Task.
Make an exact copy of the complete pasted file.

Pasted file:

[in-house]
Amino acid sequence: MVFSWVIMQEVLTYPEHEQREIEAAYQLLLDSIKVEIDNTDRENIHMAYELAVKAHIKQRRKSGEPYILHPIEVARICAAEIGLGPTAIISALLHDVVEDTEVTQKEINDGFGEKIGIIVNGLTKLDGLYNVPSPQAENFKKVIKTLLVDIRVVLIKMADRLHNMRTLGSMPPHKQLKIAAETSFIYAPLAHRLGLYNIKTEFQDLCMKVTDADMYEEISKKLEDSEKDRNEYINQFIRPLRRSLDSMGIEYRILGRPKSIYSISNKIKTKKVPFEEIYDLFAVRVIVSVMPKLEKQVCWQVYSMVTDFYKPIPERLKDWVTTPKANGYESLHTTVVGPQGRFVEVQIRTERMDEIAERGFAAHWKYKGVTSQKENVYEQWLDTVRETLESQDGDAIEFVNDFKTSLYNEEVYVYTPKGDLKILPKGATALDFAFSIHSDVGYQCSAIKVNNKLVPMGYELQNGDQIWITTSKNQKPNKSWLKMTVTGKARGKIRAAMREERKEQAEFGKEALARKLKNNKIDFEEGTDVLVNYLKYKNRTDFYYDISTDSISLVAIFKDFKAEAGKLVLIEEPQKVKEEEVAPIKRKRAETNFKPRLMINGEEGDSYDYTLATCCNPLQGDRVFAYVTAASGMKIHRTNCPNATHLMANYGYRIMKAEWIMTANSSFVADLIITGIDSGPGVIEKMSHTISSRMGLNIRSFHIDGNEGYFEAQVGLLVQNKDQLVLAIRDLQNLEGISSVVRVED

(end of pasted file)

[in-house]
Amino acid sequence: MVFSWVIMQEVLTYPEHEQREIEAAYQLLLDSIKVEIDNTDRENIHMAYELAVKAHIKQRRKSGEPYILHPIEVARICAAEIGLGPTAIISALLHDVVEDTEVTQKEINDGFGEKIGIIVNGLTKLDGLYNVPSPQAENFKKVIKTLLVDIRVVLIKMADRLHNMRTLGSMPPHKQLKIAAETSFIYAPLAHRLGLYNIKTEFQDLCMKVTDADMYEEISKKLEDSEKDRNEYINQFIRPLRRSLDSMGIEYRILGRPKSIYSISNKIKTKKVPFEEIYDLFAVRVIVSVMPKLEKQVCWQVYSMVTDFYKPIPERLKDWVTTPKANGYESLHTTVVGPQGRFVEVQIRTERMDEIAERGFAAHWKYKGVTSQKENVYEQWLDTVRETLESQDGDAIEFVNDFKTSLYNEEVYVYTPKGDLKILPKGATALDFAFSIHSDVGYQCSAIKVNNKLVPMGYELQNGDQIWITTSKNQKPNKSWLKMTVTGKARGKIRAAMREERKEQAEFGKEALARKLKNNKIDFEEGTDVLVNYLKYKNRTDFYYDISTDSISLVAIFKDFKAEAGKLVLIEEPQKVKEEEVAPIKRKRAETNFKPRLMINGEEGDSYDYTLATCCNPLQGDRVFAYVTAASGMKIHRTNCPNATHLMANYGYRIMKAEWIMTANSSFVADLIITGIDSGPGVIEKMSHTISSRMGLNIRSFHIDGNEGYFEAQVGLLVQNKDQLVLAIRDLQNLEGISSVVRVED